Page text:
Rachael: It’s funny that you bring that one up because I would totally join you. The nervousness I mostly feel is, yeah, are we holding people well and honoring people? Well, both those who are listening and also those who might be listening that we’re talking about, because we talk so much about personal stories. And so sometimes I think that’s an added layer of nervousness for me, how to honor, well, telling the truth is a part of honoring well, but how to tell the truth in love and in a way that, yeah, how do you have the wisdom to know? Yeah, we’ll talk more about this in the bonus episode, but to know how much to share in a public space. But also that particular episode sticks out to me because you had asked me if I would be interested in joining you to talk about spiritual abuse. And at the time I was spiritual abuse. First of all, what is that? How would I think about that or talk about that. And two, why me? I guess I do have a heart for pastors, and I do working with people who have been wounded by the church because I don’t think that has to be the end of the story. But I think that particular episode did require tremendous courage because it was a kind of aha moment of like, oh, this is material that is not only deeply core to how I’m called to engage and who I’m called to engage. It’s my story. And that’s what I would say is when we have certain topics that feel particularly lining up with the core part of our story, I think that requires some extra courage, but also some wisdom. And I do love that memory of driving with you to Best Buy so that we could do the podcast recording in the first place. And that was, driving in LA is not like a, oh, we just went down the street. It was like a 45 minute drive both ways on the highway,

Dan: But two miles away, but a 45 minute drive.

Rachael: Yeah. Our next question is more about our process. How do we map out what we talk about in each episode?

Dan: You want to go?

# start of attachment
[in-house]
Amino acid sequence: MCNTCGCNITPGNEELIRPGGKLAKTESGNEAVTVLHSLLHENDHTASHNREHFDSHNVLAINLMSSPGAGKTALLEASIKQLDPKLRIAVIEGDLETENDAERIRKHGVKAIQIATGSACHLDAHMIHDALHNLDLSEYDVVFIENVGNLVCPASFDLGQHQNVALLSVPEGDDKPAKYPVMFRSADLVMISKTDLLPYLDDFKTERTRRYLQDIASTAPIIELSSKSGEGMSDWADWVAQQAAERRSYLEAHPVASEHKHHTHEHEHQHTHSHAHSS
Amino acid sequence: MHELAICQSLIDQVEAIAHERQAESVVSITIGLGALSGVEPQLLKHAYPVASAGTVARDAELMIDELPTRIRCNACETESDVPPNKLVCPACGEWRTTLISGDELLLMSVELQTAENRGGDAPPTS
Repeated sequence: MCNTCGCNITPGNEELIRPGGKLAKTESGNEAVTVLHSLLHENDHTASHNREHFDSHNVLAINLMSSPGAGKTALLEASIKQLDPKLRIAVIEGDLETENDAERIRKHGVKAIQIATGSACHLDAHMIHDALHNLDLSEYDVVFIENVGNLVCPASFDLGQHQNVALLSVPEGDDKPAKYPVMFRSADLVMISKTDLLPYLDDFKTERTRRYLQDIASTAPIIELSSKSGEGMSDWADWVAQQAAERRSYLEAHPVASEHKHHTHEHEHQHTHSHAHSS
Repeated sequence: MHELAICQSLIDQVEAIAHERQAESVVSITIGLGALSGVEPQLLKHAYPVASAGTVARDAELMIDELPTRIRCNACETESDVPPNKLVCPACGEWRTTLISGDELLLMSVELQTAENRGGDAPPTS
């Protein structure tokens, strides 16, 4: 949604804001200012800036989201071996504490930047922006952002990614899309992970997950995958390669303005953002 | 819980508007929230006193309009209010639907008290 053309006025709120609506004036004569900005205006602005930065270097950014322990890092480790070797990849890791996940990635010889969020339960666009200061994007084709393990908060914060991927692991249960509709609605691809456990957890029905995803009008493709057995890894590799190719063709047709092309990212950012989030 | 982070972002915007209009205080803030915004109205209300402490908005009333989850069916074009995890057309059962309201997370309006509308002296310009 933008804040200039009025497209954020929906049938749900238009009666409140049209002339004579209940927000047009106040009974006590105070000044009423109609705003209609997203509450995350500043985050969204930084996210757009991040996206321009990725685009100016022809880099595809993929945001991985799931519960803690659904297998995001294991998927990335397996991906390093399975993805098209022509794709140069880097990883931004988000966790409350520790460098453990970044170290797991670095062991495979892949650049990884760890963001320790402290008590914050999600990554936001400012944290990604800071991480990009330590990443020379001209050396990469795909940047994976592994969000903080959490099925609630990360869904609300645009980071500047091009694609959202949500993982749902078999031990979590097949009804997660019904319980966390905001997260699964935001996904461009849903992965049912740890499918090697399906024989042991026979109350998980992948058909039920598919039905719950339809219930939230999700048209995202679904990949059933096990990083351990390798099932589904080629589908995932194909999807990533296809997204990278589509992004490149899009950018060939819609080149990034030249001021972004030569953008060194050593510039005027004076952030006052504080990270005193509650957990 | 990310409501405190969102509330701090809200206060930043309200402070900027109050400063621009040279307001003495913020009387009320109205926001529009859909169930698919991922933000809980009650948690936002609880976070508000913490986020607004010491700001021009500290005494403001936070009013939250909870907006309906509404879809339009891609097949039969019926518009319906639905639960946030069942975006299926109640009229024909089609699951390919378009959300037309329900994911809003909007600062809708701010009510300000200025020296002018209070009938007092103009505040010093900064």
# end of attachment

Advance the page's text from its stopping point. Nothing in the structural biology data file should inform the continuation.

Rachael: I have some thoughts. Yes, you go, because I want to let you all in on a little secret, and this is going to make Dan really uncomfortable because what we talked about at the beginning, celebration can sometimes feel not enjoyable because of story, but this is a place that I think a lot of people don’t get to always witness how generous you are with your gifts and how incredibly gifted you are. So much of our podcast mapping starts with a team of people. We have a team that help us think about this one because we are representing an organization just as much as we’re representing the conversations we want to have, and we want to make sure our offerings and our programs are accessible to you, and we’re giving you content that gives you a taste of what more work you could come and do with us. So we have a team of people that help us think about this, that are fielding your questions that are dealing with people who want to be on our podcast or people who want Dan or others to come be on their podcast. So that’s kind of the larger process is we are embedded within a team and an organization and we want to be synced up. But ultimately, Dan does a lot of the heavy lifting of coming up with podcast ideas, and we do a lot of work around themes and ways that we want to both connect to the work of the Allender Center, but also for it to be interesting enough. We really do take seriously that this is space that’s a privilege to hold, but mapping out what we’re going to talk about is a lot of work that Dan is doing in creating these incredible outlines that he’ll invite me or our guests that are joining us to put any feedback into and be able to workshop with you. But I just want people to know that labor is not small. There’s a lot of work that goes on behind the scenes to make sure we’re doing our due diligence to handle this material well and to get to you what would be most beneficial. But Dan, this is part of your art and just your glory and your beauty. There have been times where you’ve sent me, I’ve said, Hey, remember, this is what we said we were going to talk about. We have it planned out for the year often, and we need to record some of these episodes. Where do you think we should go? And you will send me a stunning outline that’s very clear and organized and weaving together complex things in five minutes. And that is a gift. That’s a gift.